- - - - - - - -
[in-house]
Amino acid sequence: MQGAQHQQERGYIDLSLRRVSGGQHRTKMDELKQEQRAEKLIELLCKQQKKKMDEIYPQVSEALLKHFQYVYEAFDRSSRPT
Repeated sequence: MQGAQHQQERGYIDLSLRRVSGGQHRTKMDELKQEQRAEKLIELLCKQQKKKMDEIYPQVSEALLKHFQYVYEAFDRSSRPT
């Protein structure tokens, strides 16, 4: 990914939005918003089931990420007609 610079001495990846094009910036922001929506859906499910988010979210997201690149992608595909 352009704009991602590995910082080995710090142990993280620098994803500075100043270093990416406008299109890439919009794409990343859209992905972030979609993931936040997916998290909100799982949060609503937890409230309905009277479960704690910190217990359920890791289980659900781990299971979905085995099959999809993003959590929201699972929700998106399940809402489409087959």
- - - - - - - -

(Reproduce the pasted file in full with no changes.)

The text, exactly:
[in-house]
Amino acid sequence: MQGAQHQQERGYIDLSLRRVSGGQHRTKMDELKQEQRAEKLIELLCKQQKKKMDEIYPQVSEALLKHFQYVYEAFDRSSRPT
Repeated sequence: MQGAQHQQERGYIDLSLRRVSGGQHRTKMDELKQEQRAEKLIELLCKQQKKKMDEIYPQVSEALLKHFQYVYEAFDRSSRPT
């Protein structure tokens, strides 16, 4: 990914939005918003089931990420007609 610079001495990846094009910036922001929506859906499910988010979210997201690149992608595909 352009704009991602590995910082080995710090142990993280620098994803500075100043270093990416406008299109890439919009794409990343859209992905972030979609993931936040997916998290909100799982949060609503937890409230309905009277479960704690910190217990359920890791289980659900781990299971979905085995099959999809993003959590929201699972929700998106399940809402489409087959």